GVSU student runs for governor of Michigan
Candidate's platform includes legalizing recreational marijuana, protecting education system
Evan Space, a student at Grand Valley State University, is currently one of the registered Republican gubernatorial candidates for governor of Michigan in 2018.
Space, who served in the Michigan Army National Guard for eight years and was deployed to Afghanistan for a tour, has been a Michigan resident for 37 years. He credits his military experience as being a “very large factor” that got him into politics. In the future, he plans to push for a Reserve Officers' Training Corps (ROTC) program through GVSU.
“I’m not what you would call a politician, but I’m pretty much what you would call a self-employed, blue-collar U.S. military veteran that ended up with an education and is now seeking to pursue bigger goals in life,” Space said.
Some of the main elements of his political platform include protecting the education system, making environmental improvements, legalizing recreational marijuana, rebuilding Detroit, re-establishing permanent jobs, improving correctional facilities and more.
Space is currently pursuing a Bachelor of Arts degree in political science at GVSU with an emphasis in film and video production. He noted that his time on GVSU’s student senate piqued his political interest, saying it “gave (him) a better understanding of what the campus was more about and what the students were like.”
“I have taken my education with Grand Valley with a grain of salt, and I understood that this was a good time for me to actually try and make a positive development and a good impact for Michigan and all Michiganders,” Space said.
He said most of his political background comes from “education and experience through the military.” Aside from his military experience, he believes his moderate standing sets him apart from other candidates, specifically his perspective on the legalization of marijuana.
“I'm the only standing candidate in the Republican ticket right now that's actually looking to make marijuana legal and make the marijuana industry self-producing,” Space said. He said he believes the legalization of marijuana would be “one of our largest impacting contributions to making our state stronger.”
Regarding how this change would be handled, he said, “(It would be fine), as long as we treat the outlook of it (marijuana) like controlling it as alcohol and we enforce the laws behind that.”
One thing Space would like to see make a comeback is Michigan's film industry. In 2015, Gov. Rick Snyder signed legislation that ended Michigan's film incentive program, which had attracted Hollywood directors and stars to come to the state to make movies.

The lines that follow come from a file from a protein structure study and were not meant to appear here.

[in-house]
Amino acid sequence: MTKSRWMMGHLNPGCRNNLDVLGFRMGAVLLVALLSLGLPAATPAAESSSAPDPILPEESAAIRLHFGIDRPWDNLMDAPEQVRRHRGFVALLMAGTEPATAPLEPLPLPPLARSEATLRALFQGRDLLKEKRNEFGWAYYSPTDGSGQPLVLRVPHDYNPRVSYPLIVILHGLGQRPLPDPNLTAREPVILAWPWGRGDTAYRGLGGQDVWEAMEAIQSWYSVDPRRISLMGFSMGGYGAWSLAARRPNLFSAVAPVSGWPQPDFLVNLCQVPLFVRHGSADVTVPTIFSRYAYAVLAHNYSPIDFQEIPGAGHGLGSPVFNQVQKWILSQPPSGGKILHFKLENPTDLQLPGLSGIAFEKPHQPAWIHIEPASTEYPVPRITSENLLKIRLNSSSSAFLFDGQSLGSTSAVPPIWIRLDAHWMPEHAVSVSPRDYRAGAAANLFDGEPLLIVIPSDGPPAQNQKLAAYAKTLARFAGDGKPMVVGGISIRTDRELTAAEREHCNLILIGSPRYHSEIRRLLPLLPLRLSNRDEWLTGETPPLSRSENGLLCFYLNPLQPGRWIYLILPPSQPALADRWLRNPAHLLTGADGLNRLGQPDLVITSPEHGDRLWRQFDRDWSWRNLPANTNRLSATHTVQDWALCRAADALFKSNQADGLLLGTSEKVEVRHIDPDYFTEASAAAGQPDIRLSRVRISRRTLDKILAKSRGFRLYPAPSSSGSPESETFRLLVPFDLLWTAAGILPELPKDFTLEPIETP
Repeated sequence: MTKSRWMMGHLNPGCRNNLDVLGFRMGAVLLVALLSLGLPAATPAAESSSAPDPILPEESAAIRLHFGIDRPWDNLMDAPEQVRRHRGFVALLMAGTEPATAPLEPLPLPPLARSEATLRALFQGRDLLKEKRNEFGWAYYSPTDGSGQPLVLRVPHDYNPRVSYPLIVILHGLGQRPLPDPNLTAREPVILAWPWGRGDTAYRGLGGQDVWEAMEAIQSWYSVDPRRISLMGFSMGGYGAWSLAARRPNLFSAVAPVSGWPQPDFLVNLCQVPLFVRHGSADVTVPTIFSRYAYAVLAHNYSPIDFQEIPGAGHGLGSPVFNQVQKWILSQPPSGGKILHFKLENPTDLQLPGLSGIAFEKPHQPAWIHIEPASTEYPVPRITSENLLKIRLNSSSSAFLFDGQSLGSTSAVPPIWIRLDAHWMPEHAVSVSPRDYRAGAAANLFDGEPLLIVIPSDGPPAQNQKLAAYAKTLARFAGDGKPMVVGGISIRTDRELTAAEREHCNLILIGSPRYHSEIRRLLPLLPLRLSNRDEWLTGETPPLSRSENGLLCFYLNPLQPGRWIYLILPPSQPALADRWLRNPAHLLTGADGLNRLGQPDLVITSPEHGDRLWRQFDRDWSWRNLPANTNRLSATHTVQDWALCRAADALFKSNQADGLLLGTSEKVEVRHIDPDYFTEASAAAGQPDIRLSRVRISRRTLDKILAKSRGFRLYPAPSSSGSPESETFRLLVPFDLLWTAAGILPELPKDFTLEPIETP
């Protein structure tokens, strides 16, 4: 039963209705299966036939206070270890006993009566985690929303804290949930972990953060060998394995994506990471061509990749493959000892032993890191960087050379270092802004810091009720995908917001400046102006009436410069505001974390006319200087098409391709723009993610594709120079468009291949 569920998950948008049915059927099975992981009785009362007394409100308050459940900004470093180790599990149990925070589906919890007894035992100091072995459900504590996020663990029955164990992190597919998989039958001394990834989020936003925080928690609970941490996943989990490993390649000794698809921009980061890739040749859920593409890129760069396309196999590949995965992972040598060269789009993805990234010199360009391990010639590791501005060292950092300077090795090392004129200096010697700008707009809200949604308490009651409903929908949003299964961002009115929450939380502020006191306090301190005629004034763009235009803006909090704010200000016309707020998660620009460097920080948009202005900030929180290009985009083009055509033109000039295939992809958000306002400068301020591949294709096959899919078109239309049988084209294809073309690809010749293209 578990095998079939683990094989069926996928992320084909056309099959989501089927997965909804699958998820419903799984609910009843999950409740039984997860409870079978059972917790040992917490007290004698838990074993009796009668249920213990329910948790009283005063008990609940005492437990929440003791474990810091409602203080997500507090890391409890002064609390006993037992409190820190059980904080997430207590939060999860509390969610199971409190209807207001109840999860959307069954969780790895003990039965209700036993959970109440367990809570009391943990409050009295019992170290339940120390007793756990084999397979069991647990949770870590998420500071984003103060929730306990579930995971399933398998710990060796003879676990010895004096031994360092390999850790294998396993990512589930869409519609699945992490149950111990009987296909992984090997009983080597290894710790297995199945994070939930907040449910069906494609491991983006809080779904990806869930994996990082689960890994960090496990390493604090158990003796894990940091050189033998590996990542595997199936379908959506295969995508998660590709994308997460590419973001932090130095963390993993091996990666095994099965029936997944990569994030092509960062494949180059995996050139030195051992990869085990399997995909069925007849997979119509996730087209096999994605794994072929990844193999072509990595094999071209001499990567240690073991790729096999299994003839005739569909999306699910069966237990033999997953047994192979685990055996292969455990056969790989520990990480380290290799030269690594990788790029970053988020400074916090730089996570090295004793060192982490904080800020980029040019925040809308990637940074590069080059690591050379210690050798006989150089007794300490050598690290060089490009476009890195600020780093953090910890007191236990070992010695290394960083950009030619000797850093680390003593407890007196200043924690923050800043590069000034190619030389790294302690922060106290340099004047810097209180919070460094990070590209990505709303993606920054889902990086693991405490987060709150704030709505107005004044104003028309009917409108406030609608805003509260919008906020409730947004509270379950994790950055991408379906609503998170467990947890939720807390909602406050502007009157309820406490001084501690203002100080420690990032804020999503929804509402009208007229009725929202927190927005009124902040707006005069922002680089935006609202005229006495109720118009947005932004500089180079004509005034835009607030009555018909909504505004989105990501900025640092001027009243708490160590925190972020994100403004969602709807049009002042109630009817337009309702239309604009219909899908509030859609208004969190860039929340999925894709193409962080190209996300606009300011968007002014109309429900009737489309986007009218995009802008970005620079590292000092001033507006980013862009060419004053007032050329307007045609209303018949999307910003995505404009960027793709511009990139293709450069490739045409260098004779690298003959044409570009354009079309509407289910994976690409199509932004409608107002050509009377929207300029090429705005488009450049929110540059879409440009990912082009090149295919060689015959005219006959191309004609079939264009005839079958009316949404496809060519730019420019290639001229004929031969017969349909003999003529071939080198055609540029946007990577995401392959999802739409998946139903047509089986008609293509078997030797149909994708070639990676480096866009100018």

"I really saw great improvement with our economy being rebuilt by having Hollywood come in," Space said.
He believes bringing back Michigan’s film incentives will consequently boost the economy by encouraging big corporations like Hollywood to come in and help contribute to the rebuilding of the state.
Another one of his top priorities as governor would be to address the Flint water crisis and focus on taking immediate action to help the citizens of the city.
“I've heard in passing rumor that it (could take) anywhere up to 15 years for them to fully recover and fix it, but I think this is a now and must-be-dealt-with situation,” Space said. “We need to find a way to take and fix the water sources coming into Flint; we need to fix the binding issues with the residents. They've been paying too much money for taxes on their water bills and are coming into a financial situation because they were getting such bad water in the first place.”
He also suggested giving tax credit or relief to “others across the United States who want to come in and give their time and efforts to being able to fix the water piping issue in the city.”
Another focus of Space's campaign is protecting Michigan’s environment. Discussing this area, he referenced the cuts to the national budget for Michigan's environmental protection, which threatens the Great Lakes. He also addressed the pervasiveness of Asian carp, one of the largest invasive species in the U.S.
“We need to address that Asian carp are coming in, and if we don't do something about it, they will devastate our ecosystem throughout the Great Lakes,” Space said.
Space also emphasized his support of the LGBTQ community, specifically in a college setting. He said he stands behind them and “believes they should have full rights just like any other student,” adding that “we need to accept them no matter what their orientation may be.”
As a self-described “Laker through-and-through,” Space said, “I think that I would be an outstanding candidate. I don't come from high amounts of money; I'm just a worker like everybody else. (I've) been able to make a better person out of myself by living life here in Michigan and being able to understand what people need and how to help improve our problems and issues that we have standing in front of us."